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The role of bicultural adaptation, familism, and family conflict in Mexican American adolescents’ cortisol reactivity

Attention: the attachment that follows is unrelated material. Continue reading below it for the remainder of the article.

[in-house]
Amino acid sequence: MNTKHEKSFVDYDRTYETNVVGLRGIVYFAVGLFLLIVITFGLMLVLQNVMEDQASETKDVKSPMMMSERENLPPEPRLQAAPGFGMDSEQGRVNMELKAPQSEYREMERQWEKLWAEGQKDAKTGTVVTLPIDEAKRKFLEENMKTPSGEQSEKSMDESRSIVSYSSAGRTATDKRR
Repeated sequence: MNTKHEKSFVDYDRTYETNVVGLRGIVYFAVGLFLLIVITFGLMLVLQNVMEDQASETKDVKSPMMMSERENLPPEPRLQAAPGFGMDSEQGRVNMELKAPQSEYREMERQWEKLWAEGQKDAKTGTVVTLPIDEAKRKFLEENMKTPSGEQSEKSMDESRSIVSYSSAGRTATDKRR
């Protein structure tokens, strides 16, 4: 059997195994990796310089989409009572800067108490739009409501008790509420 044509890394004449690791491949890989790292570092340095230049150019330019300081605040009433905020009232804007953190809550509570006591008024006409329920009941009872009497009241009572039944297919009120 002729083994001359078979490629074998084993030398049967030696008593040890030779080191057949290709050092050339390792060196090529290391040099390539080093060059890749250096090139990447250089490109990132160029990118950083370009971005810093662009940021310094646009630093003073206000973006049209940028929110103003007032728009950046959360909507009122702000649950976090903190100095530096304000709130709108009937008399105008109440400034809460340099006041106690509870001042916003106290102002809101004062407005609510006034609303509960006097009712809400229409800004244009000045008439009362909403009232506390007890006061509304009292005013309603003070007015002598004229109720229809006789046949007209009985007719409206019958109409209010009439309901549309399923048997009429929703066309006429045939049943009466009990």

Scarce research has examined stress responsivity among Latino youths, and no studies have focused on the role of acculturation in shaping cortisol stress response in this population. This study assessed Mexican American adolescents' Mexican and Anglo cultural orientations and examined prospective associations between their patterns of bicultural orientation and hypothalamic-pituitary-adrenal cortisol reactivity to an adapted Trier Social Stress Test. The sample included 264 youths from a longitudinal birth cohort study who completed the Trier Social Stress Test and provided saliva samples at age 14. The youths completed assessments of cultural orientation at age 12, and family conflict and familism at age 14. Analyses testing the interactive effects of Anglo and Mexican orientation showed significant associations with cortisol responsivity, including the reactivity slope, peak levels, and recovery, but these associations were not mediated by family conflict nor familism values. Findings revealed that bicultural youth (high on both Anglo and Mexican orientations) showed an expected pattern of high cortisol responsivity, which may be adaptive in the context of a strong acute stressor, whereas individuals endorsing only high levels of Anglo orientation had a blunted cortisol response. Findings are discussed in relation to research on biculturalism and the trade-offs and potential recalibration of a contextually responsive hypothalamic-pituitary-adrenal axis for acculturating adolescents.

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